City prohibits gas stations, relaxes parking requirements, next to light rail stations

December 11, 2018

From Mayor’s Office of Civic Engagement

The Sacramento City Council Tuesday voted 8-0 to prohibit new gas stations, drive-through restaurants and auto repair shops within a quarter mile of light rail stations. Those within a half mile will require a conditional use permit.

The new rules also eliminate minimum off-street parking requirements for housing developments within a quarter mile of light rail stations, and reduce them by half within a half-mile radius.

The changes are intended to spur construction of housing in pedestrian, bicycling and transit-friendly corridors around light rail stations, where residents would have less need for cars.

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Sacramento plans to pull out trees near Convention Center during renovation

By Theresa Clift

November 27, 2018
Updated November 28, 2018

The Sacramento Bee

Leading up to the meeting, members of Trees for Sacramento and other residents told Hansen they were alarmed by a document on the city website that said city staff was asking the council to cut down 96 trees for the projects. The real number is actually 51, Hocker told the council at the meeting. The higher number included some large shrubs.

Judith Lamare, of Trees for Sacramento, said the city should have considered tree removals at the time the council was asked to approve the design plan for the projects, when there was still time to make changes without wasting a lot of money.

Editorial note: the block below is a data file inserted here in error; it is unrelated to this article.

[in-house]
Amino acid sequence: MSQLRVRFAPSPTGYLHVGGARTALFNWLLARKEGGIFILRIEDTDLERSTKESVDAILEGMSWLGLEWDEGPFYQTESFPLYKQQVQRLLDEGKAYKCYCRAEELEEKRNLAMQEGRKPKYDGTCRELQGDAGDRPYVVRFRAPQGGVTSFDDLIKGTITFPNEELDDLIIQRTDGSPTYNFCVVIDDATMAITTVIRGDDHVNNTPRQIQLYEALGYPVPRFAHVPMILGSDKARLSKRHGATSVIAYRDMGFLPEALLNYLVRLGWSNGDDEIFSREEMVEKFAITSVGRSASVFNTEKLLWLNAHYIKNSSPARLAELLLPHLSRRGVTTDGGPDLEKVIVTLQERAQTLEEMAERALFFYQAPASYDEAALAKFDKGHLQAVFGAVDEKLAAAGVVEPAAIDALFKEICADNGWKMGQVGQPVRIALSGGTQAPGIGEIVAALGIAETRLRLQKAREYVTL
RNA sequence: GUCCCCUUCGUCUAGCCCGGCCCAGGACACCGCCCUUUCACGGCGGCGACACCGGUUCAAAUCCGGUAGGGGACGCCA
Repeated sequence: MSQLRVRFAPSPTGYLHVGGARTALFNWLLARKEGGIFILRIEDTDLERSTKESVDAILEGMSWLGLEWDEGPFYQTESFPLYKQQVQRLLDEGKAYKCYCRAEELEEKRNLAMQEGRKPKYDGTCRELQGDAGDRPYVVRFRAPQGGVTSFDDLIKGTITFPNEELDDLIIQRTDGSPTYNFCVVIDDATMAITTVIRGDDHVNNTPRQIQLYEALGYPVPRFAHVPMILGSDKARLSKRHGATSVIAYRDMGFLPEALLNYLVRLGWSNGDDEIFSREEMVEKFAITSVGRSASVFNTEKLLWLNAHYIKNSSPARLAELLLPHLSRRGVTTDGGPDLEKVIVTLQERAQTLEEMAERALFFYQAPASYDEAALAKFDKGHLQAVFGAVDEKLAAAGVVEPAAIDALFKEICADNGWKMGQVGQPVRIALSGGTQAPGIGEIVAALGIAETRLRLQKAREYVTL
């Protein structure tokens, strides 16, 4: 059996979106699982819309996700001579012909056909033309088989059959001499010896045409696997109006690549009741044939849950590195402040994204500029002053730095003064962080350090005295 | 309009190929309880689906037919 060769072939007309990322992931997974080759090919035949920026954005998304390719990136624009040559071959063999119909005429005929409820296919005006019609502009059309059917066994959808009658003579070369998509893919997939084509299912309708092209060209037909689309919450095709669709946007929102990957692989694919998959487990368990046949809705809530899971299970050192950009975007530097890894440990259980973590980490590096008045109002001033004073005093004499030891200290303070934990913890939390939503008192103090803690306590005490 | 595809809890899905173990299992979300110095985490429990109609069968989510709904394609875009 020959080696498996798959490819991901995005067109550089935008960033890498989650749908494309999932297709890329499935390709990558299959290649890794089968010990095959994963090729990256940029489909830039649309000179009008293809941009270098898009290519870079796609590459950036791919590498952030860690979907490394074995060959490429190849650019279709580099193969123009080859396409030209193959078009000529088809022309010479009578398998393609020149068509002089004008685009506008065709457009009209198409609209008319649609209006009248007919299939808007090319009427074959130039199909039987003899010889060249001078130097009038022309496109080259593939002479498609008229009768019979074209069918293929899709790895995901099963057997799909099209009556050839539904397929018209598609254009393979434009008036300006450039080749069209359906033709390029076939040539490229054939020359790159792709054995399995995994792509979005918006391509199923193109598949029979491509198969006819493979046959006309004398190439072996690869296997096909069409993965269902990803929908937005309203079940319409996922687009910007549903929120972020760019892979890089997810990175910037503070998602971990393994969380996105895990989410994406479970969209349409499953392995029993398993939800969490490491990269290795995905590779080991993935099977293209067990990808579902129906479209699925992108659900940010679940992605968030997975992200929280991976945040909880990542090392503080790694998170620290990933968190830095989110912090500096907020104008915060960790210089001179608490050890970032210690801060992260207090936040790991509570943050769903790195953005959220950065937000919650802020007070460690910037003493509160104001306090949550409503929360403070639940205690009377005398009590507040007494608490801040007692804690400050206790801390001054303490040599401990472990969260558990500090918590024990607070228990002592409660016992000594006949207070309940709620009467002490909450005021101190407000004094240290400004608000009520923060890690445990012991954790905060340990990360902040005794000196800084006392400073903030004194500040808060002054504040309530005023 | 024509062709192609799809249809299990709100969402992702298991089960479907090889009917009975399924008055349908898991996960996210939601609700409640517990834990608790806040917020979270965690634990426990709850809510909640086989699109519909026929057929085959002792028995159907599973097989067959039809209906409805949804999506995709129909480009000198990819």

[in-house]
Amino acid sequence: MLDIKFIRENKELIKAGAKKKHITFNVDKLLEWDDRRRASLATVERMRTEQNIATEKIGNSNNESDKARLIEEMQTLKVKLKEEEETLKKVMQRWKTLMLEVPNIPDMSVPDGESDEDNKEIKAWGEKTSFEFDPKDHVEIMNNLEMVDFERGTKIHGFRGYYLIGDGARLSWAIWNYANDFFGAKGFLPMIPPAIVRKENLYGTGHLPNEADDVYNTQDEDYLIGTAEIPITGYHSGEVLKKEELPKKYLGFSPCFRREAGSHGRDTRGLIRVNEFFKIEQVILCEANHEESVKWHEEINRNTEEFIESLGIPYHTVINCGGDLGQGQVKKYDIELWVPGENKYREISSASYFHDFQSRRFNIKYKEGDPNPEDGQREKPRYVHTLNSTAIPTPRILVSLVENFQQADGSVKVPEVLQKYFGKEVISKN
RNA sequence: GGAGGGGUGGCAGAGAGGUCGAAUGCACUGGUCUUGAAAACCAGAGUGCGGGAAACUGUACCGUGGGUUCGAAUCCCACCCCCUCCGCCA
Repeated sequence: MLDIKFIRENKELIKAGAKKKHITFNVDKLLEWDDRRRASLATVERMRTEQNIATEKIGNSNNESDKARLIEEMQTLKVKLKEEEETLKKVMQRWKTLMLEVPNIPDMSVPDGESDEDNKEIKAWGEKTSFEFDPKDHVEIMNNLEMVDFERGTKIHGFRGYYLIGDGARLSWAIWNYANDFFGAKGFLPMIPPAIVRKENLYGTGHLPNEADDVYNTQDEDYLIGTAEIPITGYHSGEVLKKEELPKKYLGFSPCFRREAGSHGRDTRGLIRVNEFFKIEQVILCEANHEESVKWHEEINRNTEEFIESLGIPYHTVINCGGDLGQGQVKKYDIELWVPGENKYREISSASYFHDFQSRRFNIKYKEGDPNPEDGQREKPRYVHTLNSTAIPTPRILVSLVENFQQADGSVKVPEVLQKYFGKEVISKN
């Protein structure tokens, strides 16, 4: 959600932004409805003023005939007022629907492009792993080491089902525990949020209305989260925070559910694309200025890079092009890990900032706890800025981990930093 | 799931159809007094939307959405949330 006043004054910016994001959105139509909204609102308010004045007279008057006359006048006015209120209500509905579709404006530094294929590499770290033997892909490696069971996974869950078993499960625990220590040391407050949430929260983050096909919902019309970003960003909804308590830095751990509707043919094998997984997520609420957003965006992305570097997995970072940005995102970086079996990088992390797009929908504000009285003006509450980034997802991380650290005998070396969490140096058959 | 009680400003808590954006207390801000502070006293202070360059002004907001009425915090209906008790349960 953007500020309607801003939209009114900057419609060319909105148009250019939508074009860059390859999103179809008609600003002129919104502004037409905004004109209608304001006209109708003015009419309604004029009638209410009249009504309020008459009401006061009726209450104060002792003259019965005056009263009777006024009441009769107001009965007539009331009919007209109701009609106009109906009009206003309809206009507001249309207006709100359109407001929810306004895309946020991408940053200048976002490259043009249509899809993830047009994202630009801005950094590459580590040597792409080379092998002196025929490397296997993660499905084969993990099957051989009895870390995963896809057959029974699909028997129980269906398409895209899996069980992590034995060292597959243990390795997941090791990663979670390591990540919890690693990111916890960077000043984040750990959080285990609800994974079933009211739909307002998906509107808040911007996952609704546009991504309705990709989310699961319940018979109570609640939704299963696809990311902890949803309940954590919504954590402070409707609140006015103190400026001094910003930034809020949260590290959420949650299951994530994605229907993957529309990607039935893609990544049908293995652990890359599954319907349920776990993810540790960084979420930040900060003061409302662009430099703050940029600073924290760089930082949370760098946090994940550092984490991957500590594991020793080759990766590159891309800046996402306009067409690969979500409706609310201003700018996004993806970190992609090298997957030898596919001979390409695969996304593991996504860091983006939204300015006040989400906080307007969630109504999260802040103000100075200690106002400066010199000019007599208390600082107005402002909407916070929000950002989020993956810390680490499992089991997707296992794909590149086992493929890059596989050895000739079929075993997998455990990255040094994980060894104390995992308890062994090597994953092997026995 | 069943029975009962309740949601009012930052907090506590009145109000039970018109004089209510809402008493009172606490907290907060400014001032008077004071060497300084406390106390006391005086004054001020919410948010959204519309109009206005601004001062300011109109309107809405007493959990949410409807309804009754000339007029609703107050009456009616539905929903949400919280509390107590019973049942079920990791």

“That way we wouldn’t get in the position we’re in tonight,” Lamare said.
Paul Andrews said the lost trees would mean about 22,000 square feet of shade lost downtown, which will make it harder for people to be outside in the summer.

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CA regions ‘moving in the wrong direction’ to meet climate goals

By Sophia Bollag 

November 26, 2018 04:30 PM
Updated November 27, 2018 11:43 AM

The Sacramento Bee

California has some of the most ambitious clean air goals in the country, but a report the state’s Air Resources Board released Monday shows communities are not on track to meet them.

California law requires regions to develop plans to reduce greenhouse gas emissions through land use and transportation policies. But communities aren’t actually implementing those plans, according to the report.

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Click here to read the report from the California Air Resources Board (CARB).

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